Who bought copies of Shakespeare’s First Folio? And what did they do with them? Emma Smith’s “biography of a book” tells us exactly that. It takes us from the first recorded buyer of the book – Sir Edward Dering, who purchased two copies on 5 December 1623 for £2, a quarter of what he was soon to spend on an alarm clock – to unquestionably the most committed such consumer, Henry Clay Folger, who acquired 47 First Folios in total, even though his business partner John D. Rockefeller expressed serious worry about the judgement of a man who could spend $100,000 on a book (it is not clear, moreover, whether Rockefeller grasped that this was a book Folger already had).
Some owners never understood what they owned: one such was the Countess of Caledon, who wondered whether the handwritten annotations in her husband’s copy were by Shakespeare himself. Other people were prepared to put money towards copies they were not themselves going to own, such as the many donors to the campaign to buy back the Folio originally held in the Bodleian, and later the donors who contributed to the cost of digitising that copy.
Smith’s account of the Folio’s distinguished career is very nicely written and consistently entertaining and informative. It is judiciously structured, moving from an opening survey of owners of the Folio to a chapter focused on what they did to their copies, including eating over them, writing in them, and allowing them to be walked over by cats. Of particular interest are the annotations made in a First Folio by William Johnstoune (who may have been Ben Jonson’s nephew) because he did not know the plays when he began reading them, and we can catch the moments when he grasps plot details. I found a section on the correcting of misprints less compelling, but I can imagine some readers for whom this would be a highlight.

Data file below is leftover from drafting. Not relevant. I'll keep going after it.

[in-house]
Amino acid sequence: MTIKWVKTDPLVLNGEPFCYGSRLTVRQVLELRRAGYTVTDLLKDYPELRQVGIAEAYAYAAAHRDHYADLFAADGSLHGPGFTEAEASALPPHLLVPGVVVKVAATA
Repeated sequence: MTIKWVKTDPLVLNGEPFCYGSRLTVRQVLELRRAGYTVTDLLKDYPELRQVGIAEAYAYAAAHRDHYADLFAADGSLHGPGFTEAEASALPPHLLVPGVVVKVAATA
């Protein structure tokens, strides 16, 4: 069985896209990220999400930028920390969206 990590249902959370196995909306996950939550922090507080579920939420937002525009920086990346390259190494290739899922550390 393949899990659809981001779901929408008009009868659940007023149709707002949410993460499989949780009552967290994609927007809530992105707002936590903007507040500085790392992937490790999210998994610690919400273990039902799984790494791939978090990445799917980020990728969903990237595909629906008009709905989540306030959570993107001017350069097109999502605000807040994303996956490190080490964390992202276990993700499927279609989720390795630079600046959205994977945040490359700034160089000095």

A chapter on “Decoding” includes a very entertaining account of Ignatius Donnelly’s 1888 The Great Cryptogram, which attempted to prove that the plays were by Bacon; another considers the tradition of acting from the Folio text. The book concludes with an examination of efforts made by a number of owners to brand their own copies as unique (including one hopeful who changed the publication date of his to 1622, a year earlier than everyone else’s), and the fashion for booksellers to advertise their particular copy as the tallest, the widest or the largest known to be in existence.
This of course brings us to the paradox of the First Folio: it is not a particularly rare book, and has by no means been always perceived as an outstandingly valuable one, and yet it has somehow come to stand as something unique in itself. Folger felt that each of his 47 copies deserved its place in his collection, even though he kept them packed away and inaccessible both to scholars and himself, and people gave money to digitise the Bodleian copy even though digitised versions of other First Folios were already freely available. It is the modern equivalent of a magic book, and Smith’s own book does justice to that magic.
Lisa Hopkins is professor of English, Sheffield Hallam University.
Shakespeare’s First Folio: Four Centuries of an Iconic Book
By Emma Smith
Oxford University Press, 320pp, £19.99
Published 24 March 2016